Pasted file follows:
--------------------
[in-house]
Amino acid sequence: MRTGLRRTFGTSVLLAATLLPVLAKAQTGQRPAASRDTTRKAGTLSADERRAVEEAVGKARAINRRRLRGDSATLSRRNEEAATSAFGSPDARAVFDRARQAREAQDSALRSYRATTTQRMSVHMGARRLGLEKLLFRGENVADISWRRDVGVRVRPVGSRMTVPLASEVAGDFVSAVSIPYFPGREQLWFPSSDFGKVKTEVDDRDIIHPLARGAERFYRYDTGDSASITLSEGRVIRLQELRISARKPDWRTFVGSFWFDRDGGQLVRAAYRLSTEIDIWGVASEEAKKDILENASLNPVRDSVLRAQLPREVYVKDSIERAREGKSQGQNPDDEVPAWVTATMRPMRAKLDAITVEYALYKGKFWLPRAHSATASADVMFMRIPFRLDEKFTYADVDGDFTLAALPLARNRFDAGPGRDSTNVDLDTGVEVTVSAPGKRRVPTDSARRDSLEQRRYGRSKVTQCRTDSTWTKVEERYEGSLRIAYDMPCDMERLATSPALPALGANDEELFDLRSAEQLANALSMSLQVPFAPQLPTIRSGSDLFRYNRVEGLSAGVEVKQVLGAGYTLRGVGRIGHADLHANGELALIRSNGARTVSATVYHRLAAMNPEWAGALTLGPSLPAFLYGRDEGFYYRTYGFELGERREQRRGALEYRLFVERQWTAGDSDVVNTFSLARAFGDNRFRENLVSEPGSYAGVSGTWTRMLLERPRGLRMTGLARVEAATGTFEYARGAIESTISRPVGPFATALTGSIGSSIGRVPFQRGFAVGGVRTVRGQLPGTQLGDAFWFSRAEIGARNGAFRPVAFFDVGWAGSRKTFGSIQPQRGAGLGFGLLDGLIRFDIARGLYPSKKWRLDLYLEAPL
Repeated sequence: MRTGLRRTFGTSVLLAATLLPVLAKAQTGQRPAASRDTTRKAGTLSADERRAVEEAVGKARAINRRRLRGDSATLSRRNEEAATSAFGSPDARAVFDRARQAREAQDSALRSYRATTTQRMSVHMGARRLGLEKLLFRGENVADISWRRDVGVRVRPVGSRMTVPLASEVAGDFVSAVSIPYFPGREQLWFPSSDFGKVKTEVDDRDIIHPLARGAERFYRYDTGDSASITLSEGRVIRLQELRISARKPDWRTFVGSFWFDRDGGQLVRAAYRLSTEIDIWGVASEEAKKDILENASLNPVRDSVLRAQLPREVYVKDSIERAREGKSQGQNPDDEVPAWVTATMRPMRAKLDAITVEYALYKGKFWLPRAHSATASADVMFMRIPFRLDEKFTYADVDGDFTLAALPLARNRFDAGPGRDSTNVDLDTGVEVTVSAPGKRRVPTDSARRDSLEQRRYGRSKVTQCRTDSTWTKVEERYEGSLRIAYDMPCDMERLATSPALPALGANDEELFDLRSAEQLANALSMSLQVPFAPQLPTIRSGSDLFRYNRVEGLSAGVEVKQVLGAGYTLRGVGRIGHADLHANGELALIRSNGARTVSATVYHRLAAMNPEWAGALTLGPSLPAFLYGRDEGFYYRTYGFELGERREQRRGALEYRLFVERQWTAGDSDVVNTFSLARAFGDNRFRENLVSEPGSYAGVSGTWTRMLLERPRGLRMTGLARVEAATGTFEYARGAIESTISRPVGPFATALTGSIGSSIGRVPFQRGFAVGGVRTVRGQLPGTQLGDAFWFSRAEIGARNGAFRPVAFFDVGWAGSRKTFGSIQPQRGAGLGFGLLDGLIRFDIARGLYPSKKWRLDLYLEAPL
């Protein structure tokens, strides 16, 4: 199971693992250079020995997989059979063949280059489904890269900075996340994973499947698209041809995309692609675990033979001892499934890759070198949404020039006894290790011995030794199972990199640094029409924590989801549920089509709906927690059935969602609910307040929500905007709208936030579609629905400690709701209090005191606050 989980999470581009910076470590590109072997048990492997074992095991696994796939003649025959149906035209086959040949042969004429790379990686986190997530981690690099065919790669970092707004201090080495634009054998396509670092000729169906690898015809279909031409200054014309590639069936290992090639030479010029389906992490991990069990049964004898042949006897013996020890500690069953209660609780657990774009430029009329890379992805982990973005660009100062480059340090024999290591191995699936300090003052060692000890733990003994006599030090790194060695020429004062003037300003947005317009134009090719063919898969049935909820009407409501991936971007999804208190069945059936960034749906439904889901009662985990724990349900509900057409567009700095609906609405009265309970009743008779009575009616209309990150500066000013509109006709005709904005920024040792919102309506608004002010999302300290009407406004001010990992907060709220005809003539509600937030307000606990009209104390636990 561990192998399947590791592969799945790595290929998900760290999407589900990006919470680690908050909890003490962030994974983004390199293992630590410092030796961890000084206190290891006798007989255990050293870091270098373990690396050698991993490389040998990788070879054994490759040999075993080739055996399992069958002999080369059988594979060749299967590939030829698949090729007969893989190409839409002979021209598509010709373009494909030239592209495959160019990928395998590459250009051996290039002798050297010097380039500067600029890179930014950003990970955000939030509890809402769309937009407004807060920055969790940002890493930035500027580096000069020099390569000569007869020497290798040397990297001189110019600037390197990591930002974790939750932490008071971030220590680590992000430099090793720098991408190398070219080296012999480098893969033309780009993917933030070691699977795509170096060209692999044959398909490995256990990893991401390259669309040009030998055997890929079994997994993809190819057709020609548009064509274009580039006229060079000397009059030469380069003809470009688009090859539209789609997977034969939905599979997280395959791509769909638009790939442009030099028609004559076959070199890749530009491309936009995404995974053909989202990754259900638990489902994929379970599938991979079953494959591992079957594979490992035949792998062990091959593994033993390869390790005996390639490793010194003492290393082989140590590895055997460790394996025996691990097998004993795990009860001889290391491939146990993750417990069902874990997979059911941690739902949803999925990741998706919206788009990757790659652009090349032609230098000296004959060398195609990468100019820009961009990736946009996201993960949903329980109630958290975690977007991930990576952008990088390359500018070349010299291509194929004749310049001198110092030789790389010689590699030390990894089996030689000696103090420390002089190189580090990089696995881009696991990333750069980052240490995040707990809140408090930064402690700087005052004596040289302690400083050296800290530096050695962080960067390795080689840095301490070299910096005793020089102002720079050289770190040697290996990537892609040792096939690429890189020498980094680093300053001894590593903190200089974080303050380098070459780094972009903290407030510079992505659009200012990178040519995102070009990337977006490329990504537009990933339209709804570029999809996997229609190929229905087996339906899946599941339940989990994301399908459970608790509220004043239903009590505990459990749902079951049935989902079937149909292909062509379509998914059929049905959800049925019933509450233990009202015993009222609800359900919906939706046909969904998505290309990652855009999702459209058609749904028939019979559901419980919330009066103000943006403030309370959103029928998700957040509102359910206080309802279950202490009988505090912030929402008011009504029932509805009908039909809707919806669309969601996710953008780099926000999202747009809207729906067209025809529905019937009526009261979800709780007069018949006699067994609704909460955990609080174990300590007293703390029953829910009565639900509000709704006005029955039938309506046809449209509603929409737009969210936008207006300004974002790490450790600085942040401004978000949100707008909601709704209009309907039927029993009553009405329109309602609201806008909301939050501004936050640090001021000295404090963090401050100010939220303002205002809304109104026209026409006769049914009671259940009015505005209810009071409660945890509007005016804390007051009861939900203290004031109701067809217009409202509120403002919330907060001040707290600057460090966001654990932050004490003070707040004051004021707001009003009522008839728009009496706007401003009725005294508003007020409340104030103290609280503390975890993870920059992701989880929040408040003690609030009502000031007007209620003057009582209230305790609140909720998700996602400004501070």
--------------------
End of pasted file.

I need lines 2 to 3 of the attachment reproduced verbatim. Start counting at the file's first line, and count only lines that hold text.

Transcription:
Amino acid sequence: MRTGLRRTFGTSVLLAATLLPVLAKAQTGQRPAASRDTTRKAGTLSADERRAVEEAVGKARAINRRRLRGDSATLSRRNEEAATSAFGSPDARAVFDRARQAREAQDSALRSYRATTTQRMSVHMGARRLGLEKLLFRGENVADISWRRDVGVRVRPVGSRMTVPLASEVAGDFVSAVSIPYFPGREQLWFPSSDFGKVKTEVDDRDIIHPLARGAERFYRYDTGDSASITLSEGRVIRLQELRISARKPDWRTFVGSFWFDRDGGQLVRAAYRLSTEIDIWGVASEEAKKDILENASLNPVRDSVLRAQLPREVYVKDSIERAREGKSQGQNPDDEVPAWVTATMRPMRAKLDAITVEYALYKGKFWLPRAHSATASADVMFMRIPFRLDEKFTYADVDGDFTLAALPLARNRFDAGPGRDSTNVDLDTGVEVTVSAPGKRRVPTDSARRDSLEQRRYGRSKVTQCRTDSTWTKVEERYEGSLRIAYDMPCDMERLATSPALPALGANDEELFDLRSAEQLANALSMSLQVPFAPQLPTIRSGSDLFRYNRVEGLSAGVEVKQVLGAGYTLRGVGRIGHADLHANGELALIRSNGARTVSATVYHRLAAMNPEWAGALTLGPSLPAFLYGRDEGFYYRTYGFELGERREQRRGALEYRLFVERQWTAGDSDVVNTFSLARAFGDNRFRENLVSEPGSYAGVSGTWTRMLLERPRGLRMTGLARVEAATGTFEYARGAIESTISRPVGPFATALTGSIGSSIGRVPFQRGFAVGGVRTVRGQLPGTQLGDAFWFSRAEIGARNGAFRPVAFFDVGWAGSRKTFGSIQPQRGAGLGFGLLDGLIRFDIARGLYPSKKWRLDLYLEAPL
Repeated sequence: MRTGLRRTFGTSVLLAATLLPVLAKAQTGQRPAASRDTTRKAGTLSADERRAVEEAVGKARAINRRRLRGDSATLSRRNEEAATSAFGSPDARAVFDRARQAREAQDSALRSYRATTTQRMSVHMGARRLGLEKLLFRGENVADISWRRDVGVRVRPVGSRMTVPLASEVAGDFVSAVSIPYFPGREQLWFPSSDFGKVKTEVDDRDIIHPLARGAERFYRYDTGDSASITLSEGRVIRLQELRISARKPDWRTFVGSFWFDRDGGQLVRAAYRLSTEIDIWGVASEEAKKDILENASLNPVRDSVLRAQLPREVYVKDSIERAREGKSQGQNPDDEVPAWVTATMRPMRAKLDAITVEYALYKGKFWLPRAHSATASADVMFMRIPFRLDEKFTYADVDGDFTLAALPLARNRFDAGPGRDSTNVDLDTGVEVTVSAPGKRRVPTDSARRDSLEQRRYGRSKVTQCRTDSTWTKVEERYEGSLRIAYDMPCDMERLATSPALPALGANDEELFDLRSAEQLANALSMSLQVPFAPQLPTIRSGSDLFRYNRVEGLSAGVEVKQVLGAGYTLRGVGRIGHADLHANGELALIRSNGARTVSATVYHRLAAMNPEWAGALTLGPSLPAFLYGRDEGFYYRTYGFELGERREQRRGALEYRLFVERQWTAGDSDVVNTFSLARAFGDNRFRENLVSEPGSYAGVSGTWTRMLLERPRGLRMTGLARVEAATGTFEYARGAIESTISRPVGPFATALTGSIGSSIGRVPFQRGFAVGGVRTVRGQLPGTQLGDAFWFSRAEIGARNGAFRPVAFFDVGWAGSRKTFGSIQPQRGAGLGFGLLDGLIRFDIARGLYPSKKWRLDLYLEAPL